Identifying a paper cutter

Hi Guys,

Got this really old paper cutter (made of iron) that I think is from China. This was said to be rotting away in a warehouse for a couple of decades. Anyway, I cleaned it up and it won’t give me an accurate cut as it’s a manual cutter and the measuring devices have been long gone. Also, finding it hard to look for blade replacement as the blade that came with this have been chipped.

Any leads will help. Thank you. :)

x: Sorry, I don’t know why photo rotates when uploaded.


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I don’t have a big cutter myself, but from multiple discussions here I was under the impression that most places that sharpen blades will be able to fabricate (or know someone who can) a new blade for a cutter if given access to the necessary measurements.

clamp pressure is important, you need a lot to hold the paper from pulling away from the back gauge. You will never get an accurate cut if the blade is not sharp. kimaboe is right, most companies that sharpen blades can make or get you a new blade.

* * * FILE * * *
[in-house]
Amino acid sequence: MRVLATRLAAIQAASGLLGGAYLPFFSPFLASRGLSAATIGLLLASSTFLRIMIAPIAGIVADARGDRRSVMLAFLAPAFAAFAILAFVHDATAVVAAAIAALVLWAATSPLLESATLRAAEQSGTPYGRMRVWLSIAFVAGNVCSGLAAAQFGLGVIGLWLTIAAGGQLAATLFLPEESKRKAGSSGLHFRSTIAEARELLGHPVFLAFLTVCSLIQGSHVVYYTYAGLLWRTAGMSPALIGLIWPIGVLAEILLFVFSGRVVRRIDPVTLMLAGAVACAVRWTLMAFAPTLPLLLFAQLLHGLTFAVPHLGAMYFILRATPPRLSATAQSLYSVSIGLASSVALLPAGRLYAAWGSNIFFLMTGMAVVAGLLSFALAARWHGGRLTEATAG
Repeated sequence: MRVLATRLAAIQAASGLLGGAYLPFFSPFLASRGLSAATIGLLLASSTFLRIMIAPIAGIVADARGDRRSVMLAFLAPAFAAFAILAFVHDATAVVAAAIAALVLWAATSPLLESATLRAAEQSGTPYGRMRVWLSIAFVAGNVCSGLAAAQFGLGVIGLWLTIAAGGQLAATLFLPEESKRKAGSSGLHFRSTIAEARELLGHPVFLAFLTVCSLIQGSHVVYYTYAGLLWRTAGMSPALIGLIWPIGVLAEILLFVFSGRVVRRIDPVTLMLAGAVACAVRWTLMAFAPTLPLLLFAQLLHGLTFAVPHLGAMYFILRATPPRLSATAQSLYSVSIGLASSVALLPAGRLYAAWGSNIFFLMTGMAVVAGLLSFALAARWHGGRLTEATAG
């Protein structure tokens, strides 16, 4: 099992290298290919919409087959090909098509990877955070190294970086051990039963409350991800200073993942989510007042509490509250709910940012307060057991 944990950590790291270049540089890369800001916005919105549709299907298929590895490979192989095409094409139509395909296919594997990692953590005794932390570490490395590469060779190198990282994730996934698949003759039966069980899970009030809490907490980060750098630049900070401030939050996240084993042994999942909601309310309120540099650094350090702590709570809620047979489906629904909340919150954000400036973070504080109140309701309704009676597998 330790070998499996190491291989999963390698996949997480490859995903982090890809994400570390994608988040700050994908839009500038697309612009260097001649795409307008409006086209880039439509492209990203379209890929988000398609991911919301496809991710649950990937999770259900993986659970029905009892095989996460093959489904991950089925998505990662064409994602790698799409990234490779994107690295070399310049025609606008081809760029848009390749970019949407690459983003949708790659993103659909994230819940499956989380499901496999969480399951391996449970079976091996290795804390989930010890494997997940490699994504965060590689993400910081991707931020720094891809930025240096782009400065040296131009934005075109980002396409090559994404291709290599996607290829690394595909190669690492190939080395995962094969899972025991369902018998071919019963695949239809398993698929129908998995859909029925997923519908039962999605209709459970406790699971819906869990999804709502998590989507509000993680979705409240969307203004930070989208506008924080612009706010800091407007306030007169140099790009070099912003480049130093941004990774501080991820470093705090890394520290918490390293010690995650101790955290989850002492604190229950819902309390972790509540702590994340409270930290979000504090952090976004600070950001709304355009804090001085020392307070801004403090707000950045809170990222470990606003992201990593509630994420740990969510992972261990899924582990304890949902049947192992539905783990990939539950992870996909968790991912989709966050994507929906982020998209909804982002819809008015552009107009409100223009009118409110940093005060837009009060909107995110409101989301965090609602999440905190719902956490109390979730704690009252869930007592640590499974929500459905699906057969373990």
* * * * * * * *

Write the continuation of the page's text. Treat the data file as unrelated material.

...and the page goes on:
Kimaboe and Dickg,

I have had the blade and it’s spare sharpened but still doesn’t work well due to the chipped parts. The place where I had it sharpened doesn’t know where I can have one fabricated as well.


if you don’t take your blade to someone who sharpens cutter blades the blade can be ruined, I speak from experience, had a sharpening company take the temper out of the blade, the first cut was ok, then the blade wouldn’t cut at all, the edge of the blade rolled over, looking down the blade you could see it. an expensive lesson.

I have an old paper cutter where the only measuring device is the marks etched into the bed behind the blade, and the hash marks are too thick to be useful. So I bought a see through acrylic ruler and had a friend cut it at exactly the ZERO mark. Now I just place that on the bed and let the back-gauge push it forward (always forward!) and I can see the slight mark in my cutting stick through the ruler. The ruler was off by a tiny bit so I added a bit of tape and now it’s incredibly precise.

Speaking of fun tricks like that, I use a Standard measurement decimal incremented ruler with a rare earth magnet stuck to the 0. The magnet holds the ruler in place up against the back gauge as I back it up or move it forward so I don’t have to worry about it being up against the gauge or reach under to make it so.
The decimal readings are generally thinner than the score line on my cutting stick but it’s pretty dead on.

I like the use of a “plastic” rule .
I have a collection of beautifully re shaped steel ones !